Learn to ask yourself tough, targeted questions. They might sound something like these:

  • Do I believe that when we undertake this restructure everything else in the organisation will remain stable long enough for the benefits of the change to take effect?
  • Do I believe our level of organisational capability already matches our competitors so this leadership program will be enough to keep us on top?
  • Do I believe there is no threat to the structure of our industry so our current product and/or service offerings are enough to meet the future?
  • Do I believe our customers are committed to us such that changing to a new service model will be easy for them to accept?

A well crafted question will give you a yes or no answer. A yes gives you permission to go a step further. A no means there is more to consider in your change plan.

Our advice: Don’t waste time and resources executing change strategies which aren’t taking into account fundamental beliefs about the environment you operate in.


It’s hard to be critical of your own beliefs

Belief is important. As one of the building blocks of conscious thought it motivates and guides us. However, this does not necessarily mean that belief is correlated with fact or truth. It’s important to only make changes which will improve your organisation, rather than blindly applying magical fixes you want to believe can make a difference.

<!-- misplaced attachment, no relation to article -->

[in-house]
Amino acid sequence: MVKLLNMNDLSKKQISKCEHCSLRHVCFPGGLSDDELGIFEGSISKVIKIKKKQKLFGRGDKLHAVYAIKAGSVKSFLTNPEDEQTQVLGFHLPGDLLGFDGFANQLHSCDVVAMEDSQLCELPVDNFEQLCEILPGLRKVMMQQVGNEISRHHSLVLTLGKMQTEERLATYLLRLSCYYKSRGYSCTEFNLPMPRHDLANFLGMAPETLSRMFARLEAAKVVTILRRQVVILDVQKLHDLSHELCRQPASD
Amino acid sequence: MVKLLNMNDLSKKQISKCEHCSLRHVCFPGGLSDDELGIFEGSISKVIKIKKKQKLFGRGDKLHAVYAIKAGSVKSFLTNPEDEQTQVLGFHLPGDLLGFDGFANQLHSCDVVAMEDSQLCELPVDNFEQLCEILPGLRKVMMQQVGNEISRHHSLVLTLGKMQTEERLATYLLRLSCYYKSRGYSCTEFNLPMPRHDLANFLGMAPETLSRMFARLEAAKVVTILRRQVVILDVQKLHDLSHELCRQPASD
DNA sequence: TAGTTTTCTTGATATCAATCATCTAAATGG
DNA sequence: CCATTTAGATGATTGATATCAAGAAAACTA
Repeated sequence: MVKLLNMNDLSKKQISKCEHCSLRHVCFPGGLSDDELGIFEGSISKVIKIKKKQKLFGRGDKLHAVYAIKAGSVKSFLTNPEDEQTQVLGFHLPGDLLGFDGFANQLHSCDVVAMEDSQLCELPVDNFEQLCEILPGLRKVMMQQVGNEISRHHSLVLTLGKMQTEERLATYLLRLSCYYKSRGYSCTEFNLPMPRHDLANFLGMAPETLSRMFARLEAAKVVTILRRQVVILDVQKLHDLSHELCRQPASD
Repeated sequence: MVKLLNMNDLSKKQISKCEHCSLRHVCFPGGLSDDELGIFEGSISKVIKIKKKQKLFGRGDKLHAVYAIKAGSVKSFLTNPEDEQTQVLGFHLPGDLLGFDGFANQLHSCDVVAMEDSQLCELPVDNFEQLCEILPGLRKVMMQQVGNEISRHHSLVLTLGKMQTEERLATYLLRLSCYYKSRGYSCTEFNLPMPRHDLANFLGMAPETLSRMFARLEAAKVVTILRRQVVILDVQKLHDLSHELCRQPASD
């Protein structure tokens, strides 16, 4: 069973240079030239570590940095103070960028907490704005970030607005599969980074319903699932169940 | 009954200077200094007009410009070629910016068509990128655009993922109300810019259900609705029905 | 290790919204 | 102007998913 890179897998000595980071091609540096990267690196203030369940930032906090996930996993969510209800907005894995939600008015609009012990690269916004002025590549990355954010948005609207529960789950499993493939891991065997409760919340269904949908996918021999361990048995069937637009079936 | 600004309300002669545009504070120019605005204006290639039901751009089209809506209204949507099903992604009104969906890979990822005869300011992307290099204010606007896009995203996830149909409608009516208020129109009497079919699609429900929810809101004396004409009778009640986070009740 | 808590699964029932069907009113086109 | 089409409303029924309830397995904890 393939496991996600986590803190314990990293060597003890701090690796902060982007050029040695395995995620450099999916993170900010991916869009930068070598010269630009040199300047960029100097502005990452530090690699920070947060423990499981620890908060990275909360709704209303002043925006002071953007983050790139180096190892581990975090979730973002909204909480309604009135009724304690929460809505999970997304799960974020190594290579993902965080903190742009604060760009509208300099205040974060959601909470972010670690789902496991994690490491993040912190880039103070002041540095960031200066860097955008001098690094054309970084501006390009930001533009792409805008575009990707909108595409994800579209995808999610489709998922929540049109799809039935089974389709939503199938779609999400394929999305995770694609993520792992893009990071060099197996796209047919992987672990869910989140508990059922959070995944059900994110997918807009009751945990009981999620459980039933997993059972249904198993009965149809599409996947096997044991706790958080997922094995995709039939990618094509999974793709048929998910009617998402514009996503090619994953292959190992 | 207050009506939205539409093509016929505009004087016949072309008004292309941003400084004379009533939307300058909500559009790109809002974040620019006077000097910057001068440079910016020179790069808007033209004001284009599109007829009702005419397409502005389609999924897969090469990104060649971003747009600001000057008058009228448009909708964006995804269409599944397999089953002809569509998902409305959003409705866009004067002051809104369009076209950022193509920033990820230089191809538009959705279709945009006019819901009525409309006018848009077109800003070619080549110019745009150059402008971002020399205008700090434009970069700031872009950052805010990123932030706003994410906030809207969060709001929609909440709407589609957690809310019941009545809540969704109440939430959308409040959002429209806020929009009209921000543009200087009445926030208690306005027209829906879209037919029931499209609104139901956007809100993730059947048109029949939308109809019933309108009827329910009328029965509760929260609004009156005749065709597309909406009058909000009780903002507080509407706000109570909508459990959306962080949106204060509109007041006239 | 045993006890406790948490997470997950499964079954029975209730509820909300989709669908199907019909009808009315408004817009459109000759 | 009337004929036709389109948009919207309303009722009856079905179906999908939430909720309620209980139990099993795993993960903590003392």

But those same core beliefs can be incredibly rigid, inflexible and we can become defensive when they are challenged because, as humans, we love consistency in our view of how things work. So we work to take in information that reinforces our beliefs and we tend to dispute or disregard information that might conflict with what we believe.

Any sort of change is going to challenge the beliefs of one or more people, so make sure you have done your thinking on the foundation of what you are proposing and don’t end up blindsided by a lack of challenge on your own beliefs.

As such, you need to critically analyse your own view of your organisational environment before planning any changes to it. And once a change strategy is drafted, it’s important to think
reflexively about how it’ll impact specific parts of your organisation.

The more often you stop and think
“What about this situation do I need to believe?”, the better prepared you’ll be to lead change. You will be viewing your organisation objectively, and as a result your change leadership strategy will be grounded in reality, rather than in your assumptions about the situation.

Leading an organisational culture open to change is a long term commitment which requires a tailored, dynamic strategy, not a magical fix. For more guidance about contemporary change management strategies, click on the below image to download our eBook on the role of emotion in change.


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Justin Miles

Justin Miles

Manager Partner, Melbourne at Generator Talent
Justin is the Managing Partner of our Melbourne office, an outcome focused leader with a track record of driving business performance through proven talent and organisation development practices. Justin’s methods and skills have been shaped by working with performance oriented leaders in great companies including PepsiCo, The Campbell Soup Company, Diageo, Rip Curl, Fonterra and Wesfarmers, in Australia, the USA and Latin America.
Justin Miles

Categories: Aligning Talent Developing Talent General